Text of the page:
Author(s): Nicholls DE, Viner RM
Abstract Share this page
Abstract OBJECTIVE: To examine whether previously identified childhood risk factors for anorexia nervosa (AN) predict self-reported lifetime AN by age 30 years in a prospective birth cohort. METHOD: Using data from the 1970 British Cohort Study, at birth, 5, 10, and 30 years, we examined associations between suggested childhood risk factors and self-reported lifetime AN at 30 years, adjusted for sex and socioeconomic status. RESULTS: Anorexia nervosa was independently predicted by female sex (odds ratio [OR] 22.1), infant feeding problems (OR 2.6), maternal depressive symptoms (OR 1.8), and a history of undereating (OR 2.7). High self-esteem (OR 0.3) and higher maternal body mass index (OR 0.91) were protective. CONCLUSIONS: Of 22 suggested risk factors for AN, only four risk and two protective factors were confirmed in this prospective cohort study. We did not identify a role for perinatal factors, parenting, childhood body mass index, childhood emotional or sleep problems, academic ability, or exercise.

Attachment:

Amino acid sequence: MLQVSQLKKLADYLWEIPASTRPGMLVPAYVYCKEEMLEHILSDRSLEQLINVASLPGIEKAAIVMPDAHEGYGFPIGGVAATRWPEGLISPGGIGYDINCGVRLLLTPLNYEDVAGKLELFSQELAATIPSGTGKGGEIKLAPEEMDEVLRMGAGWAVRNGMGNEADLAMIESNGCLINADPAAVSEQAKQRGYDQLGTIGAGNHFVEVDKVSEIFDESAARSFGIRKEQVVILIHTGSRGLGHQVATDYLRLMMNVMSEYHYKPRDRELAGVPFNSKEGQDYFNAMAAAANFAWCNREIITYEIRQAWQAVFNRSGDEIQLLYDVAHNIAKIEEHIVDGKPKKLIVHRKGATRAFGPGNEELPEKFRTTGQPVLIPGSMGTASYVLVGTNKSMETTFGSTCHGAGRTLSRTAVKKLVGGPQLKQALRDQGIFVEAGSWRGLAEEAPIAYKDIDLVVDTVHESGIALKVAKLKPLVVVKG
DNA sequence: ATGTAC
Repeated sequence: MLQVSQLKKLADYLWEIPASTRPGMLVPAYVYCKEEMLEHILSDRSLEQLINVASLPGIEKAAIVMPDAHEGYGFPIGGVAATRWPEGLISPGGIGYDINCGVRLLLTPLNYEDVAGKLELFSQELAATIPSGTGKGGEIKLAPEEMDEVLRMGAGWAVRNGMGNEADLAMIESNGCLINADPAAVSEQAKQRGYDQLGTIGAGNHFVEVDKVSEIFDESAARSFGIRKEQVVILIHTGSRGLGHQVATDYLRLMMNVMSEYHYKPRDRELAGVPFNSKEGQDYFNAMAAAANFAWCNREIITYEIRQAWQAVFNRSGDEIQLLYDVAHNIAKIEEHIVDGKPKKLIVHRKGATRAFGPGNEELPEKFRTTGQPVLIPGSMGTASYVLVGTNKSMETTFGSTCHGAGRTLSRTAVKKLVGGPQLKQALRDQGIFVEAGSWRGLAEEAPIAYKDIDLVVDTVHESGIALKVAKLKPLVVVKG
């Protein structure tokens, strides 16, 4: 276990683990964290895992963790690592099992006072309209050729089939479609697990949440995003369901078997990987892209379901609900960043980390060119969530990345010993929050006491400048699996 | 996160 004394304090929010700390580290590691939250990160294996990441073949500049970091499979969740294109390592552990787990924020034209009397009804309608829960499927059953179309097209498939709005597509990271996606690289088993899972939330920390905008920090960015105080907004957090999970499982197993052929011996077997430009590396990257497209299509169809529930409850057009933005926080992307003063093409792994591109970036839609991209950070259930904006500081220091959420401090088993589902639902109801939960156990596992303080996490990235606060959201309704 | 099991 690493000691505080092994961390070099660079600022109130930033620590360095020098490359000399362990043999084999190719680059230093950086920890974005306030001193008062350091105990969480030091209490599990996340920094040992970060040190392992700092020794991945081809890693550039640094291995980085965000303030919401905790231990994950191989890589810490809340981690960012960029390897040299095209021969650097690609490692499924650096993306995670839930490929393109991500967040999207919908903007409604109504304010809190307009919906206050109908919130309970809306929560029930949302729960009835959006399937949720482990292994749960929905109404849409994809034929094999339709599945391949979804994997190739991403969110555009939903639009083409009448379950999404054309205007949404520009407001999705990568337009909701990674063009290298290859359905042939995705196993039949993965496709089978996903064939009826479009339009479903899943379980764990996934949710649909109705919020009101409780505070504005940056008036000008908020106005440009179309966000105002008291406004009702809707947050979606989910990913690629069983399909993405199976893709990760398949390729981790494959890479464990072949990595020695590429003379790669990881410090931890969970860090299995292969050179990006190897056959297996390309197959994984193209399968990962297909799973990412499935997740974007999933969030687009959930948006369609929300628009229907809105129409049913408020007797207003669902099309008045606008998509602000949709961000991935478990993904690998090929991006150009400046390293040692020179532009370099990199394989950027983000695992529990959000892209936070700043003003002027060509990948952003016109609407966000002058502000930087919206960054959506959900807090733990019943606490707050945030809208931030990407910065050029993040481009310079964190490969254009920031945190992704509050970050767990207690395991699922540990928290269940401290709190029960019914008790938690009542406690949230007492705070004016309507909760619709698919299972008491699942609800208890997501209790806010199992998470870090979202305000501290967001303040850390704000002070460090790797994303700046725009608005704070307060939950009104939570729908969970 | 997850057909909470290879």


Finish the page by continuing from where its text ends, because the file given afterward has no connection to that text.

This article was published in J Am Acad Child Adolesc Psychiatry
and referenced in Advances in Robotics & Automation